9 ways to future-proof the apprenticeship system

The day after Rishi Sunak pledges £2.5bn to improve apprenticeships for businesses, one employer sets out nine steps to reform

Kate Parker

Apprenticeships: Nine ways to future-proof the system

Apprenticeships must be available for flexible workers, and the standards must reflect changes in workforce development needs, employers have said today.

In report published today, the Co-op, which currently hires 1,200 apprenticeships, has outlined nine areas of reform in order to future-proof the apprenticeship system. 

The recommendations include flexibility around the levy and the 20 per cent off-the-job training rule. The report comes the day after chancellor Rishi Sunak pledged £2.5bn of funding for apprenticeships and further improvements for employers.


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In his Spending Review speech in Parliament, Mr Sunak said the government would “improve the way the apprenticeship system works for businesses”. The documents published alongside the speech set out that from August of next year, employers that pay the apprenticeship levy will be able to transfer unspent levy funds “in bulk” to small and medium-sized enterprises (SMEs) with a new “pledge function”.

Steve Murrells, chief executive of the Co-op, said: “Currently, we offer 1,200 apprenticeships across the Co-op. These colleagues are based across our group, from our support centre in Manchester right through to the frontline in UK high streets, in our food stores and funeral homes. I’ve seen how their energy and new ways of thinking helps us to achieve a better way of doing business.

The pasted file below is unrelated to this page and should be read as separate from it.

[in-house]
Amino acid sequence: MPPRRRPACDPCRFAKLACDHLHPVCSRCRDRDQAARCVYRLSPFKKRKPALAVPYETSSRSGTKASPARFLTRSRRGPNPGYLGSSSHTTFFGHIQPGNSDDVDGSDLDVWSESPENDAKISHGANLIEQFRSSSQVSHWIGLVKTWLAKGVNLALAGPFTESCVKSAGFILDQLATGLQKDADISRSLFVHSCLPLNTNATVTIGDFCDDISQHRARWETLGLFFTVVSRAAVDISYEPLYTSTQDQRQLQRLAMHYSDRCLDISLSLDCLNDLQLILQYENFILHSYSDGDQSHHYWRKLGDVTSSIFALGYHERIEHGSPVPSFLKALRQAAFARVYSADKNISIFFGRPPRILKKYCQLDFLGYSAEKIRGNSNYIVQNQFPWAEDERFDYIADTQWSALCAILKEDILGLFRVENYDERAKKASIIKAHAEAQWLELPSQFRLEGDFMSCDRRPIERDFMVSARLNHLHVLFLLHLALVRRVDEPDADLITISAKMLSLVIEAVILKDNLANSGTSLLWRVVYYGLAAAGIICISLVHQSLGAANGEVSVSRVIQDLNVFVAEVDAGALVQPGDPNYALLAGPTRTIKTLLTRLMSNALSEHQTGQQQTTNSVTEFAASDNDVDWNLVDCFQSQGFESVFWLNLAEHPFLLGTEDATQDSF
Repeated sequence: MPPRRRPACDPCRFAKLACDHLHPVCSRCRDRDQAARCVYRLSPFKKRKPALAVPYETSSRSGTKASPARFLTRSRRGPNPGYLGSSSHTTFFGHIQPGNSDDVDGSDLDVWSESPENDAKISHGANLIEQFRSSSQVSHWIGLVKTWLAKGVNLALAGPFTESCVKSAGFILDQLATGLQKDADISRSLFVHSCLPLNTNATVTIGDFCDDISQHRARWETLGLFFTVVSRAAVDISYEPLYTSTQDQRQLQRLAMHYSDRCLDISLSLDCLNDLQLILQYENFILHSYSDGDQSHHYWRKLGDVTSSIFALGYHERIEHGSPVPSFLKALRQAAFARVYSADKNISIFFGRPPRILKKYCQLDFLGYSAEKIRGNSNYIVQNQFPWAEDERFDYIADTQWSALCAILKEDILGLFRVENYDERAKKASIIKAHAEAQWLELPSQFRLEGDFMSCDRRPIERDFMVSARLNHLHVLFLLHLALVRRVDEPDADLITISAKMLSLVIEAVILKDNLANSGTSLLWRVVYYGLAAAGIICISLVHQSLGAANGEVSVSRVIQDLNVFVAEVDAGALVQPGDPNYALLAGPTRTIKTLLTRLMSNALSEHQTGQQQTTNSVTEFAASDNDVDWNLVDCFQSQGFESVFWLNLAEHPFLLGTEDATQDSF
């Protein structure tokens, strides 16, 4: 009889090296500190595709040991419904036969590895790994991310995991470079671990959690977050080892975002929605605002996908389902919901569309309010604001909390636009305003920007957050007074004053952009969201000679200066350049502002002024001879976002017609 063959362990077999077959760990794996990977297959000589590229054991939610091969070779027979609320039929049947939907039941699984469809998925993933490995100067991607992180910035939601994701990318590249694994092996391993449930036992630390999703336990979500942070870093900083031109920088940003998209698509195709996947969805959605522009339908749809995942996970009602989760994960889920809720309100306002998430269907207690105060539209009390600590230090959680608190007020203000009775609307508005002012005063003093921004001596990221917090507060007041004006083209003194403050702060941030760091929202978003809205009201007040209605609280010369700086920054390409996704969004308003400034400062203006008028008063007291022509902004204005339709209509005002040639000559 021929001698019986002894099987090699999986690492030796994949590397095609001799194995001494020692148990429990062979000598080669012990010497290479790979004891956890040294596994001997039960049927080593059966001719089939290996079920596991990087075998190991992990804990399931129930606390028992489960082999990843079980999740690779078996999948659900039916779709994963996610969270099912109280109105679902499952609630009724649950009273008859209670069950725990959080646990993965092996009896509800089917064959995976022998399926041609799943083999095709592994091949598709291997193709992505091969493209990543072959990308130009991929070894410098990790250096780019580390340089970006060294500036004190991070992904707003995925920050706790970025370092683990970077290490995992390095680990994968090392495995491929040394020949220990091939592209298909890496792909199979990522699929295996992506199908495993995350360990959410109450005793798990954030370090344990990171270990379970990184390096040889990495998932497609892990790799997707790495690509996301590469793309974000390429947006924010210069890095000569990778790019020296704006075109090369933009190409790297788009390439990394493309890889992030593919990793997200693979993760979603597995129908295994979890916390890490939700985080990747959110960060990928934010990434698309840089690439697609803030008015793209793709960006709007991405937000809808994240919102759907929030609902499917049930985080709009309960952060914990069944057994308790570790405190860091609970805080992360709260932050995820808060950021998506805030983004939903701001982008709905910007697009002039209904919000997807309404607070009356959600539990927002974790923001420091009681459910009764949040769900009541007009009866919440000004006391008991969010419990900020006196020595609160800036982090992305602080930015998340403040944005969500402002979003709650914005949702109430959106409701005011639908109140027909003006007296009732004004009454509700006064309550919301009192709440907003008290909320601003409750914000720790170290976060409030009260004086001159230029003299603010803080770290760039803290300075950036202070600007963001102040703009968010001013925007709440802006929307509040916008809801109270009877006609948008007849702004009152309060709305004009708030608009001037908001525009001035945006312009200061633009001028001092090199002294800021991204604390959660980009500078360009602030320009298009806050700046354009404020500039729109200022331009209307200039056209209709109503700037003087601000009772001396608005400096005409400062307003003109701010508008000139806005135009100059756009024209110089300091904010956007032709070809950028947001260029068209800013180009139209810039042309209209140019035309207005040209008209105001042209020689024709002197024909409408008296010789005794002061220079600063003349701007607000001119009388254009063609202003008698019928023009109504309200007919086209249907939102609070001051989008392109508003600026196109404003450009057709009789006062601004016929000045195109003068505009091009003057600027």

“Giving people the opportunity to make their mark through an apprenticeship can drive social mobility and help tackle the persistent inequalities in our society. That’s why I champion apprenticeships and also why we want to work with the government, following this report to future-proof the apprenticeship policy. We want to help address how the national programme can better accommodate different needs, business to business, apprentice to apprentice.”

The areas for development in full 

  1. The need for employers to monitor apprenticeship recruitment to develop a more diverse workforce.
  2. Getting the commitment of business managers to promote and support apprenticeships when this impacts on the availability of their staff.
  3. The ability of apprenticeships to be used for flexible workers.
  4. The agility of the standards development, amendment and updating process to reflect expected changes in workforce development needs.
  5. The need for the standards setting process to accommodate smaller employers.
  6. The 20 per cent off-the-job training requirement and how it can be better supported in certain job roles where it impacts on other staffing costs.
  7. The cost of additional learner support, including providing training that does not currently count towards 20 per cent off-the-job training.
  8. The need to enhance progression into, within and beyond apprenticeships.
  9. The need for greater flexibility in what levy funding can support to reflect the different costs of apprenticeships for employers, and to contribute to wider government agendas.

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Kate Parker

Kate Parker is a FE reporter.

Find me on Twitter @KateeParker

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